Bringing this cross-hatched manhunt to the stage was initially the work of adapter Christopher M. Walsh, who has distilled – or perhaps the word is processed – Miéville’s novel with a sure sense of cohesion amid the froth of complexities and the punctuation of surprises. It’s fun just watching this ball of yarn play out, and that’s a credit to director Dorothy Milne, who is also Lifeline’s artistic director. While the story moves forward often through Borlú’s narrative, the whirl of events is also made visible – and readily comprehensible – by the visible churn of characters bustling about the stage.
Yet, out of that human cloud representing the converged masses from both cities precipitate well-drawn characters beyond the two dogged detectives: Marsha Harmon as Borlú’s ever-ready, foul-mouthed police assistant; Millicent Hurley as the dig supervisor; Patrick Blashill as the fallen professor who may hold a key to the murder, and Don Bender as, well, a late-arriving official who, like Detective Dhatt, reveals unsuspected humanity behind a dark mask of authority.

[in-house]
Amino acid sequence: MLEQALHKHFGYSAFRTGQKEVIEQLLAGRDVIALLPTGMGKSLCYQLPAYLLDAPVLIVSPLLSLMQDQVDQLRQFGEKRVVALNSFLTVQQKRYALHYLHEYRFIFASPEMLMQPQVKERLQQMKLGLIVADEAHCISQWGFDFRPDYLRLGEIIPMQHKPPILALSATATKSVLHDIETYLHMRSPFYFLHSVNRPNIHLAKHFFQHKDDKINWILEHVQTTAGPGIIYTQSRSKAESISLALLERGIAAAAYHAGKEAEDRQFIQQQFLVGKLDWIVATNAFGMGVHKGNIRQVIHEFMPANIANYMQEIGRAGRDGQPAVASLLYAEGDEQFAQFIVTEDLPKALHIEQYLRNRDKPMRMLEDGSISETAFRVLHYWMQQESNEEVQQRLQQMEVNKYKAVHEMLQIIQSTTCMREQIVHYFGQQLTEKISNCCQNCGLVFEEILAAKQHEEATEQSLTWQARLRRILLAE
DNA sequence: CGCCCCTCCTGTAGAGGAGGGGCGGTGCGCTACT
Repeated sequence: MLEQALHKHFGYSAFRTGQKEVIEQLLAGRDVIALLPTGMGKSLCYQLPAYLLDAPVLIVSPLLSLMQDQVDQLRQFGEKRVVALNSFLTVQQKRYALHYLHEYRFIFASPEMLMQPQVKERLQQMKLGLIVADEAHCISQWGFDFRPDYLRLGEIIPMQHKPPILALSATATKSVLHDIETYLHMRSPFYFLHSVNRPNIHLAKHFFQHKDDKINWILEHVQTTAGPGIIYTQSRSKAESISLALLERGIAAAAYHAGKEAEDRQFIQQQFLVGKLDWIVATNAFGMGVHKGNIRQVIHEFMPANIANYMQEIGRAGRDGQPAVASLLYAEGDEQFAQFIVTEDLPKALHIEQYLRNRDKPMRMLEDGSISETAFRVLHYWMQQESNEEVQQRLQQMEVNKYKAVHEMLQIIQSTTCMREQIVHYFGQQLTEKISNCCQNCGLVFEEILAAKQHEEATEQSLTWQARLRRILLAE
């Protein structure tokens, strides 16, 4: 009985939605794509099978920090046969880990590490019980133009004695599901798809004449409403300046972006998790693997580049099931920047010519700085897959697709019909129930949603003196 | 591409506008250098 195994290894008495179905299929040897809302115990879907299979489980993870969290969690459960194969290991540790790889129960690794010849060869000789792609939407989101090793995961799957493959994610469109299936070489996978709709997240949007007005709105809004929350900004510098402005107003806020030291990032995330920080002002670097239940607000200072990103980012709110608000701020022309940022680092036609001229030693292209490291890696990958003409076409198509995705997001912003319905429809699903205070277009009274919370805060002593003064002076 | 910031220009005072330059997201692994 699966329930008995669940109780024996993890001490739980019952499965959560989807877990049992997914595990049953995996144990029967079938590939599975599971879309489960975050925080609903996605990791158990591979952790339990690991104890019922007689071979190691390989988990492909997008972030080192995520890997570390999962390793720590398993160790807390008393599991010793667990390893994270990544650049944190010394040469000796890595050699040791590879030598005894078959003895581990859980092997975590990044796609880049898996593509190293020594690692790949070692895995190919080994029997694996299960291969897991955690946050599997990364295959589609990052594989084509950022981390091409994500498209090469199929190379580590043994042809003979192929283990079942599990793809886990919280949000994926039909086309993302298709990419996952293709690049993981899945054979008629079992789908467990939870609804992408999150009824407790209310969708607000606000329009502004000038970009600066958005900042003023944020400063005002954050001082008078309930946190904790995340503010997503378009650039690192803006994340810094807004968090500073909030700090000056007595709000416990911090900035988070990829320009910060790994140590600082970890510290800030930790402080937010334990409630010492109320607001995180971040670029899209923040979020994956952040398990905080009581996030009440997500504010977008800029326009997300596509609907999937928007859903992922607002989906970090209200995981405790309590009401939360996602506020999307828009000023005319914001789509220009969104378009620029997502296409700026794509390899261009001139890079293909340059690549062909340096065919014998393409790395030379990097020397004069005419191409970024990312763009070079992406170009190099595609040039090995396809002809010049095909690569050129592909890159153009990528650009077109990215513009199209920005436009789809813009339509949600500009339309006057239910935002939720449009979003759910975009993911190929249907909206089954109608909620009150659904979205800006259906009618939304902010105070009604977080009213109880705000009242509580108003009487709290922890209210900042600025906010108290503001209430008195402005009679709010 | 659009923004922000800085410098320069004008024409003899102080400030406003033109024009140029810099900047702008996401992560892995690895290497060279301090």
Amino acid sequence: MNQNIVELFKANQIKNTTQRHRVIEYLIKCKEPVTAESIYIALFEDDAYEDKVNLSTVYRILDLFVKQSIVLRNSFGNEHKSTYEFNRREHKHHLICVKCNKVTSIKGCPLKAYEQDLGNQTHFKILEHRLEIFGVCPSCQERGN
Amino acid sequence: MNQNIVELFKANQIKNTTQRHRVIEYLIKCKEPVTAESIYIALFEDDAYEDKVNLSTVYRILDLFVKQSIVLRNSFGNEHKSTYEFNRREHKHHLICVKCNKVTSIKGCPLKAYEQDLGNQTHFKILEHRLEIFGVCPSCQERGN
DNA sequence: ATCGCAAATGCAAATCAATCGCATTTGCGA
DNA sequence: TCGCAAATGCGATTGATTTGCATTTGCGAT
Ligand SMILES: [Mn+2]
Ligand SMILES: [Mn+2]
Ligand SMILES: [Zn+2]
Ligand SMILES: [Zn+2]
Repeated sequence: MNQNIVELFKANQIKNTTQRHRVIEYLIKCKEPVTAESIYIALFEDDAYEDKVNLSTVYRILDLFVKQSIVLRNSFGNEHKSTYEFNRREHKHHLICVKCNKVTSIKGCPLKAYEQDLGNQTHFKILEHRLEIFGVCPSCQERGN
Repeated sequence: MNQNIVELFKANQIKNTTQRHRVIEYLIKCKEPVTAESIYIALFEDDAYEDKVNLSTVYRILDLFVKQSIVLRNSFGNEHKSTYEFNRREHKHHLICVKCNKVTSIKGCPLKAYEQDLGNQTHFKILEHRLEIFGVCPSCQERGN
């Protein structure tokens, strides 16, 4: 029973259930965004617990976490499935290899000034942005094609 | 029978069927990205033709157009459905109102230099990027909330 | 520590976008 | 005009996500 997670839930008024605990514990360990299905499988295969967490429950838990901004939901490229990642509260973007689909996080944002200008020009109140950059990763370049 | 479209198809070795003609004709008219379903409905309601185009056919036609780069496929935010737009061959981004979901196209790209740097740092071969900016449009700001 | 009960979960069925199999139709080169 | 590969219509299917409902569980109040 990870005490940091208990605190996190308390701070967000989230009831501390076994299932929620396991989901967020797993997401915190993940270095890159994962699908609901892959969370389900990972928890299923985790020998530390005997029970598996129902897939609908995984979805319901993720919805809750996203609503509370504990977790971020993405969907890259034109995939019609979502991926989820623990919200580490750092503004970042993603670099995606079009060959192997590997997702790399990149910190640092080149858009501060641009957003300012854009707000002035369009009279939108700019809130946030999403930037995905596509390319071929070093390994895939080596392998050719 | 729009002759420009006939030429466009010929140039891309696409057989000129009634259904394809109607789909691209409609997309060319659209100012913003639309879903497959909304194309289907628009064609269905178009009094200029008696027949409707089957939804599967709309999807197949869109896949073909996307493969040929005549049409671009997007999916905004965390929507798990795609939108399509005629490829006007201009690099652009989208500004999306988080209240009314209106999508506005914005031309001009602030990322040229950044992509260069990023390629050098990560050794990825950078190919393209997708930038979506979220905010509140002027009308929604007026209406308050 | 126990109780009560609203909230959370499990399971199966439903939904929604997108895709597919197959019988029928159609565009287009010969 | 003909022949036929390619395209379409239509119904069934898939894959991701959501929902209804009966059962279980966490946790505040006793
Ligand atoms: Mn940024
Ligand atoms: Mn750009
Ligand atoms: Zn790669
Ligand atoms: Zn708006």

The set, with its many doors and windows controlling the stream of players and perceptions, is the efficient handiwork of Joe Schermoly, artfully abetted by lighting designer Brandon Wardell. Izumi Inaba’s evocative costumes add much to the mixed aura of distant place and familiar function.
Lifeline’s skillful and imaginative adaptation of “The City & The City” is a head-spinning theatrical lark, even if in the end it’s little more than a guilty pleasure. But you can be sure that when the ride’s over, you walk out knowing you’ve been somewhere. Two places, actually. Just try describing them on a postcard.